I use the Control Strip constantly to connect/disconnect to DSL or dial a modem, to set sound levels, to eject CDs, to check battery levels on PowerBooks, to turn file sharing on and off, launch SoundJam or iTunes, etc. It has glitches, but beats opening windows to do these things.
It looks like the Dock may have some of this functionality in the March version, but not all. And it still has the problems you mention (pictures instead of icons, transparency, etc), which make you want to hide it, which adds access steps and defeats the purpose.
I like OS X, but I need the Control Strip, and will gladly pay for it if I can find it for OS X.
John Rizzo Publisher
I would really hate to see the control strip and application menu return. The dock replaces those two things with a much more intuitive feel. It could be improved with some of your suggestions, such as separating the trash and keeping things in a stable place. But improve it; don't replace it!
The cute little control strip started out as such a simple device, offering a couple of options to PowerBook users. Then., it grew and grew. It was never up to the task.
A different control object, fired from the lower left corner, with larger icons and perhaps labels, might be a worthy follow-on device.
One could argue that we could get there by improving the Doc, instead of improving the older devices. I suspect that is what will actually happen (just as SUVs are now appearing, suddenly, based on automobile frames. We used to call them station wagons). The tragic flaw in the Dock is that it is attempting to combine so many different objects into one, overloading the new object and making it difficult for people to sort out what is what. At some point, Apple may well announce “several new Docks” which look suspiously like old objects revisited. It will be interesting to see how it plays out.
I just read your article about why the Dock sucks. I agree with most of your points. And none of them matter.
I just finished giving Mac OS X the "Mom Test." My mom has been using a Mac for three years. She is comfortable with it, but hardly adventurous. She hasn't even learned about keyboard shortcuts yet. Nor does she want to.
She took to Mac OS X fairly easily. And she absolutely loved the Dock. The Dock suits her perfectly.
The real purpose of the Dock is to sell more Macs. You're right -- it demos great. And for inexperienced users, it is a perfect tool.
For power users, the Dock makes a great task-switcher. I wouldn't even try to use it for anything else. All the aliases will come off my copy. I'll drop in some pop-up folder menus. And I'll be placing it up again the right edge of my screen, where I have my Mac OS 9 application switcher now. And I think that will suit me well.
All I really need from the Dock now is spring-loaded folders.
What Jim is pointing out is that naïve users, with few applications and documents on their system, will have few problems, and that expert users will be able to overcome their problems. For me, an object should scale naturally to the needs of all users, and people should not have to cast about for ways to make things work properly.
Here's an idea for your readers to think about:
A mouse with the ability to scroll windows.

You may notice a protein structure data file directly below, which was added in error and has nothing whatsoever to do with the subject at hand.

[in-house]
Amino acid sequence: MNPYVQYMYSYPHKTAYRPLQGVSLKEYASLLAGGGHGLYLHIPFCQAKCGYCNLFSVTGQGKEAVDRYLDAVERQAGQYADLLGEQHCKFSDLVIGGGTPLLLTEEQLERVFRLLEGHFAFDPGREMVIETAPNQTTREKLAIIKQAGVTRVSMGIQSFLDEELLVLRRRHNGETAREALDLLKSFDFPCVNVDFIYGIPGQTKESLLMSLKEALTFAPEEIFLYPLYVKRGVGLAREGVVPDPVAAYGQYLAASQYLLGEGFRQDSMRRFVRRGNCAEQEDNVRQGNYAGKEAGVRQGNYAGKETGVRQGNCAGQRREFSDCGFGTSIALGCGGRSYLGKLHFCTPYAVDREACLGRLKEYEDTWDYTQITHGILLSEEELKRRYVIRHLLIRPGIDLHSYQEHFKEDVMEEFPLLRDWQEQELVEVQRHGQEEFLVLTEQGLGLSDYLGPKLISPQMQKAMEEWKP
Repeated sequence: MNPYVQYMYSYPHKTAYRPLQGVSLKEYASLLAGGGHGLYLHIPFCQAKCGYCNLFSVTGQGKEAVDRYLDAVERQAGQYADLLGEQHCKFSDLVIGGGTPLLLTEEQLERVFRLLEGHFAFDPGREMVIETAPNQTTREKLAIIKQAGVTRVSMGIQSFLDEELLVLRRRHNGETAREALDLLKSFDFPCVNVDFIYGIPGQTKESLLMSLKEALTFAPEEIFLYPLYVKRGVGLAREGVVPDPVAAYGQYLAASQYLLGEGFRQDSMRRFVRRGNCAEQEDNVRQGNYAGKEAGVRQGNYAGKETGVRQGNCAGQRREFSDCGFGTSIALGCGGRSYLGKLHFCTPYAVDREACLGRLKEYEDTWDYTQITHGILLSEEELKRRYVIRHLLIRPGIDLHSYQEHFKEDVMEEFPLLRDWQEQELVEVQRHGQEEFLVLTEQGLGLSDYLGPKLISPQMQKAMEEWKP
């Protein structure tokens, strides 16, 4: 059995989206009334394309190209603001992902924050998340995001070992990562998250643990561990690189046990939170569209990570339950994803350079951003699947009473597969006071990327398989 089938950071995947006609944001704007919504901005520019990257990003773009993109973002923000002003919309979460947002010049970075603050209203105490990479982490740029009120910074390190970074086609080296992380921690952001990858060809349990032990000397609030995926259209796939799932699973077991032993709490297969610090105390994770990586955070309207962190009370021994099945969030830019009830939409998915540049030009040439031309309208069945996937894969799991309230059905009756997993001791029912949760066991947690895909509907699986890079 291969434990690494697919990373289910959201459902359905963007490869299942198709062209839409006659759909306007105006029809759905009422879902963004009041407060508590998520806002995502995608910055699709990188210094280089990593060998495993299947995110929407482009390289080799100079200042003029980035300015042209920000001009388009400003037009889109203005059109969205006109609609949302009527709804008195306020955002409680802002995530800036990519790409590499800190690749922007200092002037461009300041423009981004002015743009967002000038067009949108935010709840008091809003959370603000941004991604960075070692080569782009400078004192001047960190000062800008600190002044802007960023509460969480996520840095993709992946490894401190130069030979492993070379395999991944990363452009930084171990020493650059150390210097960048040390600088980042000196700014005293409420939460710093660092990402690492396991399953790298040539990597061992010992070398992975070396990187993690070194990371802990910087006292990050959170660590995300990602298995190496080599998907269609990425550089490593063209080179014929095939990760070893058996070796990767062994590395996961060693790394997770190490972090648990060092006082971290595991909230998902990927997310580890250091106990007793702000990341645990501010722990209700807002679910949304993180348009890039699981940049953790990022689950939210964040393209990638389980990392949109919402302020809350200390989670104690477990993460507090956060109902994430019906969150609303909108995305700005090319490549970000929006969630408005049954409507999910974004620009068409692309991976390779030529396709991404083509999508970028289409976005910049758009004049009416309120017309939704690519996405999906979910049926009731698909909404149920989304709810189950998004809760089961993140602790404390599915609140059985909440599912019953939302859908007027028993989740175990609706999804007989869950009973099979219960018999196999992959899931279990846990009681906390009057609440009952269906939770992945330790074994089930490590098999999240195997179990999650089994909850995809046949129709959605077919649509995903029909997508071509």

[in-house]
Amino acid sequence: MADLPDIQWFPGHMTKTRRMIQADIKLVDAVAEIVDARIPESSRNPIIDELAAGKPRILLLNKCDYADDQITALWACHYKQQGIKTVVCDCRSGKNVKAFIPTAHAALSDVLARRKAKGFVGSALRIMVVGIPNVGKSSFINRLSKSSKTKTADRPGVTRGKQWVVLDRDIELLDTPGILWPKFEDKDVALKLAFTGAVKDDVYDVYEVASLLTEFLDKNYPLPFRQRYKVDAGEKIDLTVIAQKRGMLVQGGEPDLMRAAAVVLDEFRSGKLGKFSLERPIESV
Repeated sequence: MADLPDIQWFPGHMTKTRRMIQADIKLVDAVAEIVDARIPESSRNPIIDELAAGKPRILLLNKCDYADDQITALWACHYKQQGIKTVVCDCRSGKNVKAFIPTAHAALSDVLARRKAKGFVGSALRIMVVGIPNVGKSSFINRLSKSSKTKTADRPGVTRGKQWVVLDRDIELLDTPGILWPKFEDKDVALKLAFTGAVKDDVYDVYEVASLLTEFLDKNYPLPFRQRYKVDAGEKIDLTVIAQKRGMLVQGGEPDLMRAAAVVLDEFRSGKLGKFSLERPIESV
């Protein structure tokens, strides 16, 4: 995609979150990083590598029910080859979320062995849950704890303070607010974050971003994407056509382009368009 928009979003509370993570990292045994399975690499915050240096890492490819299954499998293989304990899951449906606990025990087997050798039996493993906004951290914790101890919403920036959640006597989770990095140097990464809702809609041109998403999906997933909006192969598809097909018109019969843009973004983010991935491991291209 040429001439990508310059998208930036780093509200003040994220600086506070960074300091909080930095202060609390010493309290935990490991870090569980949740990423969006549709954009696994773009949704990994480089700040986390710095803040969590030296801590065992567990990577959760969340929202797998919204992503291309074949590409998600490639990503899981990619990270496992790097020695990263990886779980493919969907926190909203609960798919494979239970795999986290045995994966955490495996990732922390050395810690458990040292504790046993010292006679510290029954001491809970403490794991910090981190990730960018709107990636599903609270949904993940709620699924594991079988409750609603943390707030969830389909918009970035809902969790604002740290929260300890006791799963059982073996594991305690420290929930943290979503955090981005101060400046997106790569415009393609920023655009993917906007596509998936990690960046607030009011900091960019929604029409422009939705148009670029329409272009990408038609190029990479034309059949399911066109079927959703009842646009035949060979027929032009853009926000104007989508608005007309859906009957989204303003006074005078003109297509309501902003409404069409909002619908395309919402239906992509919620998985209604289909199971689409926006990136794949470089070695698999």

Yeah, it's been done before.
But here's the difference: This doesn't have to be a true wheel - more of a 2-way hat switch. (spring loaded to return to the center, uses potentiometers to determine how far in either direction it's moved).
Furthermore, it would be mounted along the left side (sorry southpaws) so that it was convenient to the last joint of the thumb.
The software would treat it as a jog switch. Push it in either axis and scrolling occurs in the corresponding window axis (as always for a mouse away is up and towards is down) with speed determined by how far the switch is pushed. The default preference would be reasonably slow but power users could speed it up.
True, you couldn't really click it as a 3rd button, but people generally tend to need 3rd buttons less than they scroll. Furthermore, rather than have to scroll down via the annoying and uncomfortable process of moving the first finger OFF the left mouse button and sweeping it back and forth with the periodic 'pickups' one simple gesture, with a digit that's not being used anyway, and is held suffices.
Hi! I read your article about the "ten reasons why the Apple Dock Sucks", and you're somewhat right on some points, though I personally think the Dock is a real improvement of one of NeXTStep's most useful features... But what I disagree the most with is when you say: "Apple seems to have lost all ability to tell real from imaginary. We saw this phenomenon with the round mouse, a "cool" design that was completely impractical" Well let me tell you one thing. To me, the round mouse is the best thing Apple ever produced since the original Macintosh. The kind of things that have you say "Why the hell didn't they do this before ?" You know, I bought the new optical mouse and... that really sucks ! It feels like you're working with a soap box in the hand with a click so loud it could wake your neighbours in the night. Honestly, the round mouse is a helluva good mouse. I've never used such a precise (the only thing better is a graphics tablet) and effortless (my wrist never felt so good) mouse in my whole life and I wouldn't change it for anything in the world... Just wanted to let you guys know, and I'd be surprised if I were the only one on earth to think so...
Sébastien (Marseille, France)
I agree with you about the defects of the new mouse. I immediately replaced it. What I have observed with the round mouse is something an expert user might not suffer from: Naive users grab it in the wrong position and have the most terrible time figuring out why the mouse is moving up and down, while the mouse pointer is moving side to side. A mouse that lets the hand know what direction it should be pointed is a superior design. Even the changes they made to the round mouse in later production were not sufficient to address the problem, particularly when such an elegant solution--designing the mouse to fit the human hand, rather than the starfish hand--already existed.
About the application menu that should be restored in OSX...
Why not add a submenu that would list all the windows opened in the clicked (or better, entered) application?
A standard Windows menu should have entered the Macintosh Human Interface Guidelines a decade ago.
Right on, brother! Let Apple read it and weep. Intuitive and functional or wither and die.
Juan on Maui